Brightsurf Science News & Current Events

September 02, 2013
Rim Fire update Sept. 02, 2013
The Rim Fire in and around Yosemite National Park, which began on Aug.

Red cedar tree study shows that Clean Air Act is reducing pollution, improving forests
A collaborative project involving a Kansas State University ecologist has shown that the Clean Air Act has helped forest systems recover from decades of sulfur pollution and acid rain.

LEGATO at the 6th International ESP Conference
On August 28th the LEGATO project team held a successful workshop on rice ecosystem services and ecological engineering at the 6th Annual International Conference of the Ecosystem Services Partnership.

Maternal posttraumatic stress disorder associated with increased risk for child maltreatment
Posttraumatic stress disorder in mothers appears to be associated with an increased risk for child maltreatment beyond that associated with maternal depression, according to a study published by JAMA Pediatrics, a JAMA Network publication.

Gap in earnings persists between male and female physicians, research letter suggests
A gap in earnings between male and female US physicians has persisted over the last 20 years, according to a research letter by Seth A.

Salamanders under threat from deadly skin-eating fungus
A new species of fungus that eats amphibians' skin has ravaged the fire salamander population in the Netherlands, bringing it close to regional extinction.

Common blood pressure drug reduces aortic enlargement in Marfan syndrome
A common drug that is used to treat high blood pressure in the general population has been found to significantly reduce a dangerous and frequently fatal cardiac problem in patients with Marfan syndrome.

Study estimates costs of health-care-associated infections
A study estimates that total annual costs for five major health care-associated infections were $9.8 billion, with surgical site infections contributing the most to overall costs, according to a report published by JAMA Internal Medicine, a JAMA Network publication.

A fly's hearing
University of Iowa researchers say that the common fruit fly, Drosophila melanogaster, is an ideal model to study hearing loss in humans caused by loud noise.

The future of biodiversity publishing
The EU e-Infrastructure coordination project

Following a Mediterranean diet not associated with delay to clinical onset of Huntington's disease
Adhering to a Mediterranean-type diet does not appear associated with the time to clinical onset of Huntington's disease, according to a study by Karen Marder, M.D., M.P.H., of Columbia University College of Physicians and Surgeons, New York, N.Y., and colleagues.

Action-inaction balance in cultural values more common in East Asian countries
On this Labor Day 2013 a University of Pennsylvania study looks at the difference between action and inaction depending on what country you are in.

Phone app helps doctors make right call in treating heart patients
A smart phone app could help doctors more easily identify patients who are at risk of dying within three years a heart attack.

Boy interrupted: Y-chromosome mutations reveal precariousness of male development
By studying rare families in which a daughter shares the same Y chromosome as her father, Michael Weiss, M.D., Ph.D., and his colleagues at Case Western Reserve University School of Medicine have determined that the pathway for male sexual development is not as consistent and robust as scientists have always assumed.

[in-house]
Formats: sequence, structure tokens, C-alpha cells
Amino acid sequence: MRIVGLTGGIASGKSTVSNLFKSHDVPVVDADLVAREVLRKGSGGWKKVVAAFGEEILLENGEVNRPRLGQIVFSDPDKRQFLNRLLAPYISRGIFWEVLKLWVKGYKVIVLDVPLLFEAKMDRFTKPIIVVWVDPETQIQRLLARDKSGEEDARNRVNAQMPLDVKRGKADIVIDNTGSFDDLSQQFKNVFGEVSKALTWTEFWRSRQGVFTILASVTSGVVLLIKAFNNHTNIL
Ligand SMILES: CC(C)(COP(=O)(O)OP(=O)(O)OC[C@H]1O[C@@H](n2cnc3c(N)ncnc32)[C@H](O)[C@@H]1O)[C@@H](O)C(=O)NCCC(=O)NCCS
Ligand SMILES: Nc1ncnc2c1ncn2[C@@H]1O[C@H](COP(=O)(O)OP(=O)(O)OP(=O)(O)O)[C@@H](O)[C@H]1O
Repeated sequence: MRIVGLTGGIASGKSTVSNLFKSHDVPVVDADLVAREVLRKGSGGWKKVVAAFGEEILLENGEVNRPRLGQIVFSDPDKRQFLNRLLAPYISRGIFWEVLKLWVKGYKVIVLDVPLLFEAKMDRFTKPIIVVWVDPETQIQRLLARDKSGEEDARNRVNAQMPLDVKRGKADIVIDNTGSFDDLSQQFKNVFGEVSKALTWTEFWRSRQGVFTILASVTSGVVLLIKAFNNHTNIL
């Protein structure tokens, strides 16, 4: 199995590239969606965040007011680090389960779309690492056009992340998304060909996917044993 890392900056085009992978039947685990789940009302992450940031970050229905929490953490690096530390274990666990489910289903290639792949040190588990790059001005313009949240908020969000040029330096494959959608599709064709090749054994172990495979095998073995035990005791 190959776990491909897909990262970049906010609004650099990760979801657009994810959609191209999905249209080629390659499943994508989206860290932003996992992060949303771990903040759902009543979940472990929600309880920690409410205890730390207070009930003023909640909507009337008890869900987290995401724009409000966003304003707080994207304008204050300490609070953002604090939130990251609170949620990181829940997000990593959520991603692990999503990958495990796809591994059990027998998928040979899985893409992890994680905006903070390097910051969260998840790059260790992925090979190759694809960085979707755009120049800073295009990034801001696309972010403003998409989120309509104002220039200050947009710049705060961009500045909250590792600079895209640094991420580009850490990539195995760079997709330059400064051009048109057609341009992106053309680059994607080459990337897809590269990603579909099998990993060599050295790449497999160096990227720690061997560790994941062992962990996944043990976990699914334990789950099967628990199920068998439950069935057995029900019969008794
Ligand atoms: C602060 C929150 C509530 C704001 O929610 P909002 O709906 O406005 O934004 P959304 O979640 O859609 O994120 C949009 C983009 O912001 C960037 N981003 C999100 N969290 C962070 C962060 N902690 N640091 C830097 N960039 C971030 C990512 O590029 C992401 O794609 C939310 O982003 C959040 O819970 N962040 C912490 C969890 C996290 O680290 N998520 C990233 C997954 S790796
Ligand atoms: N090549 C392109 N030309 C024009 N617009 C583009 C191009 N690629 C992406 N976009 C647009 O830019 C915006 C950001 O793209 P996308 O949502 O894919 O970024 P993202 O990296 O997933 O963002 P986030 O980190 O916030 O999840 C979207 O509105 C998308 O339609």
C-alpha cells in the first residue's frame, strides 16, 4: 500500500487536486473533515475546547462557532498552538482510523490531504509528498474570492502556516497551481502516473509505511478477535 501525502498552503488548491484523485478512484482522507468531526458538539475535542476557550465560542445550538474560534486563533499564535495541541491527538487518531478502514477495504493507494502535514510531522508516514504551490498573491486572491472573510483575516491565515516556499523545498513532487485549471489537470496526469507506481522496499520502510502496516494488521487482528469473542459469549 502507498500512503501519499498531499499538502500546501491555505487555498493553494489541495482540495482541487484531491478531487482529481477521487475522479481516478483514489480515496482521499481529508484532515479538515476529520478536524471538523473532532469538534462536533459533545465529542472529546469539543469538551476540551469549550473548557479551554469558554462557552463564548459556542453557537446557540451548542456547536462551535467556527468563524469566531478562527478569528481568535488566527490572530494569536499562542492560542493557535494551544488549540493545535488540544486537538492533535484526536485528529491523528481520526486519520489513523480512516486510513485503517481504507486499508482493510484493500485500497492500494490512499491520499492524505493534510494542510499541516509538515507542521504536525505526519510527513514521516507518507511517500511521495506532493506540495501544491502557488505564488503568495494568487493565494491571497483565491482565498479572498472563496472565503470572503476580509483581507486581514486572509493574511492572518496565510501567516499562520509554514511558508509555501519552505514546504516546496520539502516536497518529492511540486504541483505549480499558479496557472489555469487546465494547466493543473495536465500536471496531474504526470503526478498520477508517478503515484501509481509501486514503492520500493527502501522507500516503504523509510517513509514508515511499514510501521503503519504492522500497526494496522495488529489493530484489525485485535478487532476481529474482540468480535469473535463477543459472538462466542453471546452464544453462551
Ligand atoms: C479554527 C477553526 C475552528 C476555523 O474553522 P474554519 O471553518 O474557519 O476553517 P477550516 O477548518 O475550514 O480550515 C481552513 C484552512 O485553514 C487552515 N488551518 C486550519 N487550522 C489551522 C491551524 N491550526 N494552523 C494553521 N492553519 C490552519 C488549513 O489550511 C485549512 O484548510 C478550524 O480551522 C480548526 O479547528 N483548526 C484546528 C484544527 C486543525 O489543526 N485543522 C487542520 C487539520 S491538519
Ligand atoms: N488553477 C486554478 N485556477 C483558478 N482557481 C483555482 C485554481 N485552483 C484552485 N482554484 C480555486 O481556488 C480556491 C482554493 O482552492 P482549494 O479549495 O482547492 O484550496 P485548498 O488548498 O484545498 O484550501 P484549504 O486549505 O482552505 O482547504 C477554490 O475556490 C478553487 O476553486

Researchers create tool to predict kidney failure or death after injury
Researchers from Brigham and Women's Hospital have developed a risk score calculation that can help predict which patients with rhabdomyolysis (a condition that occurs due to muscle damage) may be at risk for the severe complication of kidney failure or death.

Exploitation of Indian workers on 457 visas
Recent research, by Dr Selvaraj Velayutham published in a forthcoming issue of The Economic and Labour Relations Review, published by SAGE, details the exploitation of Indian immigrant workers in Australia on 457 visas.

The true raw material footprint of nations
Using a new modelling tool and more comprehensive indicators, researchers were able to map the flow of raw materials across the world economy with unprecedented accuracy to determine the true

TAVI is safe alternative to redo cardiac surgery
TAVI is a safe alternative to redo cardiac surgery for failing bioprosthetic valves, according to research presented at the ESC Congress today by Dr.

Wellcome Trust & KU Leuven announce collaboration with Janssen for dengue drug development
Researchers at the University of Leuven (KU Leuven) are joining forces with Janssen Pharmaceuticals Inc.

Penn biologists show that generosity leads to evolutionary success
With new insights into the classical game theory match-up known as the

Recommendations on how to move the naming of organisms from paper and on to the Internet
The EU e-Infrastructure coordination project

Added benefit of lisdexamfetamine is not proven
The short-term study on the new ADHD drug was unsuitable for several reasons, mainly because the treatment was not conducted as part of a comprehensive treatment program.

Giant Triassic amphibian was a burrowing youngster
During the Triassic Period Krasiejów, Poland had a warm climate and was populated by giant amphibians, such as Metoposaurus diagnosticus.

Treatment with the anti-diabetic drug alogliptin does not increase CV risk in patients with ACS
Patients with Type 2 diabetes and high cardiovascular risk due to recent acute coronary syndromes had similar rates of cardiovascular events when treated with the anti-diabetic agent alogliptin compared to placebo according to results of the Examination of Cardiovascular Outcomes with Alogliptin versus Standard of Care trial presented at the European Society of Cardiology Congress.

Research could lead to a new test to predict women at risk of pregnancy complications